26 June 2012
The fallout from the global economic crisis has reached the distant shores of the Marshall Islands, a group of 29 atolls and five islands scattered over 750,000 square miles of the Western Pacific.
The United States aid program - which contributes more than 60 per cent of the Marshall Islands' annual budget - comes to an end in 2023 and the islanders are preparing for tougher times ahead.
An overhaul of the islands' creaking tax system is seen as a priority, and four officials from the Division of Revenue and Taxation have spent a month at the University of Sydney with taxation law expert Professor Lee Burns. The program was subsidised by AusAID's Australian Leadership Awards fellowship scheme, which aims to develop leadership and build partnerships with developing countries.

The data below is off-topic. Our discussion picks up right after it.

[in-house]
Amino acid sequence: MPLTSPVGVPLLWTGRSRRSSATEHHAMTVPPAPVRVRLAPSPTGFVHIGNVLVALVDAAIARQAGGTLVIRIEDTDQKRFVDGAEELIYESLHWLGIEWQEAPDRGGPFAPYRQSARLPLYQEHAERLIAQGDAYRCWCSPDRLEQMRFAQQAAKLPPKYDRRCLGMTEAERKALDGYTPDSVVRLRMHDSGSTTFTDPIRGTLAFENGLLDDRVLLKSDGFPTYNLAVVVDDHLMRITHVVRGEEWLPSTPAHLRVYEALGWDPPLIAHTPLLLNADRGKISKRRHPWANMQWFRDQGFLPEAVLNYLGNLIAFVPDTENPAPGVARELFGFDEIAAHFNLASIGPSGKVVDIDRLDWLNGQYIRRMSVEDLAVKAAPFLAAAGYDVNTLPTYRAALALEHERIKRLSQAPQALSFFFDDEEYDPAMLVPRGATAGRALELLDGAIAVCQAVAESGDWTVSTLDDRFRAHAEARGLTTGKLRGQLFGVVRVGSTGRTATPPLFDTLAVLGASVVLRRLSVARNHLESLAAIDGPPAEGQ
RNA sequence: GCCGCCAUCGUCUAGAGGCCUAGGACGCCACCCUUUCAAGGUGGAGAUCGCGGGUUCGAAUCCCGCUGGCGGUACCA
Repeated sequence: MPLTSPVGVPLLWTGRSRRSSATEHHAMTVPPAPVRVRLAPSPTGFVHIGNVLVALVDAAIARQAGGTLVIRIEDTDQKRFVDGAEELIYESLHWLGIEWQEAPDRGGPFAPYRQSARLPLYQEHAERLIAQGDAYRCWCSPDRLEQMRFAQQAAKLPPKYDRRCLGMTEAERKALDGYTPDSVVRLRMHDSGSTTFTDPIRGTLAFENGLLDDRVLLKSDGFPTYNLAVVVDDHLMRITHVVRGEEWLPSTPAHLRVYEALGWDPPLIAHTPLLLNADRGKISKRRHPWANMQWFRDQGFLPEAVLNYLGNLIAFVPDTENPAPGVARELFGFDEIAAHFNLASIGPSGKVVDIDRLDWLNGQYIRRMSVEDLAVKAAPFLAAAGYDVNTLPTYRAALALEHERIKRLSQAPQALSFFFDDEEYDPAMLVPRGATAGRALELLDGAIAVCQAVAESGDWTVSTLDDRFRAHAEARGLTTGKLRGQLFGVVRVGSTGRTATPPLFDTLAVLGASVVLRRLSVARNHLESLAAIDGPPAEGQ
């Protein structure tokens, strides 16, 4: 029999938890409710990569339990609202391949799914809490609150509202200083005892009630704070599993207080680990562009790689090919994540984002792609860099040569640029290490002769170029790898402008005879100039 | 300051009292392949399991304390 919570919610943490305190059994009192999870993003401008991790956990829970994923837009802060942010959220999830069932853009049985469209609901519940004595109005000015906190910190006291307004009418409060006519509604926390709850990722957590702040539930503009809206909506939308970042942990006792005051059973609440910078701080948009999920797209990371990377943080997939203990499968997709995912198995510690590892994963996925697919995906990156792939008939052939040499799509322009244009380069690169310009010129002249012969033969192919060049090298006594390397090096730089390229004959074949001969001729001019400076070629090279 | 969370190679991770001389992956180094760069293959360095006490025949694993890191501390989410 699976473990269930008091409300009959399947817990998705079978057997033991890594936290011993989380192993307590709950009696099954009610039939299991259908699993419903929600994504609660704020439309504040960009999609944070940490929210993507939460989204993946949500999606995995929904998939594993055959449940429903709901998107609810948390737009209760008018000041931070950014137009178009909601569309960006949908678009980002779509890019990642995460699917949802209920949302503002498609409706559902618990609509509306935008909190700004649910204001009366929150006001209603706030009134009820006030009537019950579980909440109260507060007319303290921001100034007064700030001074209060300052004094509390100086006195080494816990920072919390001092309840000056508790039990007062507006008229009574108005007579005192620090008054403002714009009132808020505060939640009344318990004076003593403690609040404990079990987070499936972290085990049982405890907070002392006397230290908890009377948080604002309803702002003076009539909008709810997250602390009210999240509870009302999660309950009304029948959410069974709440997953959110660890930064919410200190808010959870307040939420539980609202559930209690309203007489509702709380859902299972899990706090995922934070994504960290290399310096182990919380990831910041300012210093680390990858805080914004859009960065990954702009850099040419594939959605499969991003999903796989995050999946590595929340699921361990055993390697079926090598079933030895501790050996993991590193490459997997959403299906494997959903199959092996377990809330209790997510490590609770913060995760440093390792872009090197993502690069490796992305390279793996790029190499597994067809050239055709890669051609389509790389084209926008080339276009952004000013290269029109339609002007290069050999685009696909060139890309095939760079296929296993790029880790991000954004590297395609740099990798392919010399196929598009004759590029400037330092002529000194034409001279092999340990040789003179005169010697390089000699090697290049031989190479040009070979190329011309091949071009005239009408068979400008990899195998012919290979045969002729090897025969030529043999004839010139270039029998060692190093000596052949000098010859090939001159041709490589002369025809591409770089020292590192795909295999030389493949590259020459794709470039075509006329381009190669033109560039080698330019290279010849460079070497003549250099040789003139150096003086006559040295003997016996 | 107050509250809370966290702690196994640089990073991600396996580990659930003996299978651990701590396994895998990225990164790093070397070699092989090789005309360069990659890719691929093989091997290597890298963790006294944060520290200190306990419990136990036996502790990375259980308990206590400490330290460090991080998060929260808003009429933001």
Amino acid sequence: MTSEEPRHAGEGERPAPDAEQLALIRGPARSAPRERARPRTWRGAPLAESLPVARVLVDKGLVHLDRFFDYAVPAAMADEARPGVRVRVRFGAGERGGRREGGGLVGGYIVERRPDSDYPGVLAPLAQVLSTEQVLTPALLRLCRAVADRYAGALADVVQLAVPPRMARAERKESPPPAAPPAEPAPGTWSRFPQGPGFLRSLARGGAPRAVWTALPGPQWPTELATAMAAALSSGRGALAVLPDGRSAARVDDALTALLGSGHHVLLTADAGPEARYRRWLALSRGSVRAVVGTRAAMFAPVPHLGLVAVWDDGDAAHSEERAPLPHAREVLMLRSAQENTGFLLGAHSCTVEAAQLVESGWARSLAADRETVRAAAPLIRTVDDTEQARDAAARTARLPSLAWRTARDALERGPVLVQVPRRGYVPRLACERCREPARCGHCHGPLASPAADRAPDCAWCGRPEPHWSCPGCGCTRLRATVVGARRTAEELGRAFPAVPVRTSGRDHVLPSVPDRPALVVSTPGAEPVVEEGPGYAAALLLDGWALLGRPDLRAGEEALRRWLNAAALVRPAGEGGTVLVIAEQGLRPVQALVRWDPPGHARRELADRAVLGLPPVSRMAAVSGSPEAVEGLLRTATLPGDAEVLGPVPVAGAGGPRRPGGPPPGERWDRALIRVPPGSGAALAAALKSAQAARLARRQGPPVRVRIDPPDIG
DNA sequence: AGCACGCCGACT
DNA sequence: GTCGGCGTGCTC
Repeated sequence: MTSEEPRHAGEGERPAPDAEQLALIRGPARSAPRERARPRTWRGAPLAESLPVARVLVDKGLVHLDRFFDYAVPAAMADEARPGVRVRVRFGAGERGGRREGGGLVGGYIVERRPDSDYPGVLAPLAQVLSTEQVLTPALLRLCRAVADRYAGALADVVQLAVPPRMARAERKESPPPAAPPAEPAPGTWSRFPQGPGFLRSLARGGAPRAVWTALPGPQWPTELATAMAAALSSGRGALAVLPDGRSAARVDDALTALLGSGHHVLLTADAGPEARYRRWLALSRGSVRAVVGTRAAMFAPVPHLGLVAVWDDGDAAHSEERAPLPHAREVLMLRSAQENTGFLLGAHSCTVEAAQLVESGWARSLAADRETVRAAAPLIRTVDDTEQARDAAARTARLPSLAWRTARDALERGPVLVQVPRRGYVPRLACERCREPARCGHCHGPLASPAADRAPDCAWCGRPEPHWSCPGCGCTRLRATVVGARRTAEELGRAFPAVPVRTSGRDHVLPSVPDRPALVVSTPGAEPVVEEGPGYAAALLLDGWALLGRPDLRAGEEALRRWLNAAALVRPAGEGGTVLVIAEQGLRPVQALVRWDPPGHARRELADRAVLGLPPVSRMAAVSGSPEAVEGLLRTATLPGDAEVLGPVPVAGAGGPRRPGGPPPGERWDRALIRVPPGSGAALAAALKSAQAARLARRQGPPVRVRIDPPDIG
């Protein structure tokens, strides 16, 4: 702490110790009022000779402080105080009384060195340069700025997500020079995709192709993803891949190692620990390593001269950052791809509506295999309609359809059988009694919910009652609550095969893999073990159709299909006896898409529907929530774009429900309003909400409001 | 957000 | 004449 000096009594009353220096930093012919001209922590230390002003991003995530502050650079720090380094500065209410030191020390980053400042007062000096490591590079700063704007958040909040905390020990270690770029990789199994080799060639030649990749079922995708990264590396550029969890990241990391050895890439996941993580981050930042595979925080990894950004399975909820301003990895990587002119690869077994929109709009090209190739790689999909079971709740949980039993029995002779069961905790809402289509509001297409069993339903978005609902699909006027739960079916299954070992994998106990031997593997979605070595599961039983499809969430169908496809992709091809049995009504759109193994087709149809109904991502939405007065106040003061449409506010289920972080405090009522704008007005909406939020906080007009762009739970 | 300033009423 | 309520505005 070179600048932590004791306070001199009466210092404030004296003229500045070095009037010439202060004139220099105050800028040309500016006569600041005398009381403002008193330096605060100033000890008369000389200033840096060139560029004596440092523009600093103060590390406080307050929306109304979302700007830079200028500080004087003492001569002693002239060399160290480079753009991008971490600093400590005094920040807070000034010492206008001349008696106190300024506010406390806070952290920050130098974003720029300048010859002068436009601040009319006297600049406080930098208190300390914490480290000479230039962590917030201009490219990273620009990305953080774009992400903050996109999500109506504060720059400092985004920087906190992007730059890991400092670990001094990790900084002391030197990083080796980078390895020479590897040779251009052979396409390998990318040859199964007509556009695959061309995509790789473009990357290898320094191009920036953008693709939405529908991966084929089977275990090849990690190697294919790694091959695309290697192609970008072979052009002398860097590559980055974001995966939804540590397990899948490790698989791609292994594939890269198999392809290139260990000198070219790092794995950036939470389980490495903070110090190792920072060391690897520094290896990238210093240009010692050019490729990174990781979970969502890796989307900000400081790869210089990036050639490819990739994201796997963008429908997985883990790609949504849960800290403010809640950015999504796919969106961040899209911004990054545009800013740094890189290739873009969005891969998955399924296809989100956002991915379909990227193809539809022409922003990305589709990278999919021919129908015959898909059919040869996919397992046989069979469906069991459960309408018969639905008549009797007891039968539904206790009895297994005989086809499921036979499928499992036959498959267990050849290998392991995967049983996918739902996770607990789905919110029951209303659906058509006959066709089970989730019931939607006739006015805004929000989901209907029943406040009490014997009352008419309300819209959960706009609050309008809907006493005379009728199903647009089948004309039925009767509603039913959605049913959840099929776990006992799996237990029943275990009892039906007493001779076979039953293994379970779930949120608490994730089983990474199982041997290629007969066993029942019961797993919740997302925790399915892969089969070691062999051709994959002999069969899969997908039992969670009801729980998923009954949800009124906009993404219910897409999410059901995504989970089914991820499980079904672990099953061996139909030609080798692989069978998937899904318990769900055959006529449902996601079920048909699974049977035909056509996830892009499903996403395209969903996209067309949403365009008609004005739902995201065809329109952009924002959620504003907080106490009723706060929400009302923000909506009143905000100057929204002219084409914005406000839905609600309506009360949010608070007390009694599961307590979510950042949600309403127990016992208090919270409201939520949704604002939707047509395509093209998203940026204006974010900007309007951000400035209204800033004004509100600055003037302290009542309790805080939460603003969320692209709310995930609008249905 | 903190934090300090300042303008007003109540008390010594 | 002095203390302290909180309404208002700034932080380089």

Professor Burns, who has worked with the IMF for 20 years, helping with tax reform programs in Tonga, Vanuatu and Samoa, said: "The proposal is not about increasing revenues, it's about diversifying revenue sources and replacing lost revenue."
The urgency behind the tax reform proposals was set out in a 2010 report to Marshall Islands Finance Minister Jack Ading, which described the existing tax system as archaic, inefficient and inequitable. It added: "Tax collections are far below the levels that would result from universal and honest compliance practices."
Contact: Richard North
Phone: 02 9351 3191